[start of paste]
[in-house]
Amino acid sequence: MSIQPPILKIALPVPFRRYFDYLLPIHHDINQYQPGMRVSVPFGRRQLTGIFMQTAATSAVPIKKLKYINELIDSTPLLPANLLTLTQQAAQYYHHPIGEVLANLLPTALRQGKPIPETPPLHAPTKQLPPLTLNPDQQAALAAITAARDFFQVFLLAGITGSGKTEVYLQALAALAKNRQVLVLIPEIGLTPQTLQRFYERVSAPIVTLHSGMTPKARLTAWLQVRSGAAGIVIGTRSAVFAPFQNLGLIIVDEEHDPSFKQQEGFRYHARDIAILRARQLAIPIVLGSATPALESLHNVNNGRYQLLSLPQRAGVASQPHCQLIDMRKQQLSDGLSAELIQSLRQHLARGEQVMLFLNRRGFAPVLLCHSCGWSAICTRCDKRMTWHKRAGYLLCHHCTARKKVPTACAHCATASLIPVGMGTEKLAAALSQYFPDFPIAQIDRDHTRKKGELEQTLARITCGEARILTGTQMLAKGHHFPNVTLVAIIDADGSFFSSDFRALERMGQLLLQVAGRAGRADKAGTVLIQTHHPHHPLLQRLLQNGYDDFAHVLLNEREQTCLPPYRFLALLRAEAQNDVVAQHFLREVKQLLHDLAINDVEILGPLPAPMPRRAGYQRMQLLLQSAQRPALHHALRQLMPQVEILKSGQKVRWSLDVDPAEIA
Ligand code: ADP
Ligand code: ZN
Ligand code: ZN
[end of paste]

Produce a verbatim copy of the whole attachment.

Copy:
[in-house]
Amino acid sequence: MSIQPPILKIALPVPFRRYFDYLLPIHHDINQYQPGMRVSVPFGRRQLTGIFMQTAATSAVPIKKLKYINELIDSTPLLPANLLTLTQQAAQYYHHPIGEVLANLLPTALRQGKPIPETPPLHAPTKQLPPLTLNPDQQAALAAITAARDFFQVFLLAGITGSGKTEVYLQALAALAKNRQVLVLIPEIGLTPQTLQRFYERVSAPIVTLHSGMTPKARLTAWLQVRSGAAGIVIGTRSAVFAPFQNLGLIIVDEEHDPSFKQQEGFRYHARDIAILRARQLAIPIVLGSATPALESLHNVNNGRYQLLSLPQRAGVASQPHCQLIDMRKQQLSDGLSAELIQSLRQHLARGEQVMLFLNRRGFAPVLLCHSCGWSAICTRCDKRMTWHKRAGYLLCHHCTARKKVPTACAHCATASLIPVGMGTEKLAAALSQYFPDFPIAQIDRDHTRKKGELEQTLARITCGEARILTGTQMLAKGHHFPNVTLVAIIDADGSFFSSDFRALERMGQLLLQVAGRAGRADKAGTVLIQTHHPHHPLLQRLLQNGYDDFAHVLLNEREQTCLPPYRFLALLRAEAQNDVVAQHFLREVKQLLHDLAINDVEILGPLPAPMPRRAGYQRMQLLLQSAQRPALHHALRQLMPQVEILKSGQKVRWSLDVDPAEIA
Ligand code: ADP
Ligand code: ZN
Ligand code: ZN